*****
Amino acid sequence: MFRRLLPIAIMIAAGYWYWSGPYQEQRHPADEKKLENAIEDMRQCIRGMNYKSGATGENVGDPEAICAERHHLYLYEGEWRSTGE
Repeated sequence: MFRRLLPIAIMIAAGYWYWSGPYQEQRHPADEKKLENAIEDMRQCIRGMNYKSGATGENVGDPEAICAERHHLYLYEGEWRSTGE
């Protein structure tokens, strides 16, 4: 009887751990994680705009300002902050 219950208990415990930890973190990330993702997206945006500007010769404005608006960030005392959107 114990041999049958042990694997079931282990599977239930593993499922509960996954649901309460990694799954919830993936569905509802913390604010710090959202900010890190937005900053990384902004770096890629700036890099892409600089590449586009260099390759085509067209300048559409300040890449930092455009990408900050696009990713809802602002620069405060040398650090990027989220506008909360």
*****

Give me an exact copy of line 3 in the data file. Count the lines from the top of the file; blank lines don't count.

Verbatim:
């Protein structure tokens, strides 16, 4: 009887751990994680705009300002902050 219950208990415990930890973190990330993702997206945006500007010769404005608006960030005392959107 114990041999049958042990694997079931282990599977239930593993499922509960996954649901309460990694799954919830993936569905509802913390604010710090959202900010890190937005900053990384902004770096890629700036890099892409600089590449586009260099390759085509067209300048559409300040890449930092455009990408900050696009990713809802602002620069405060040398650090990027989220506008909360």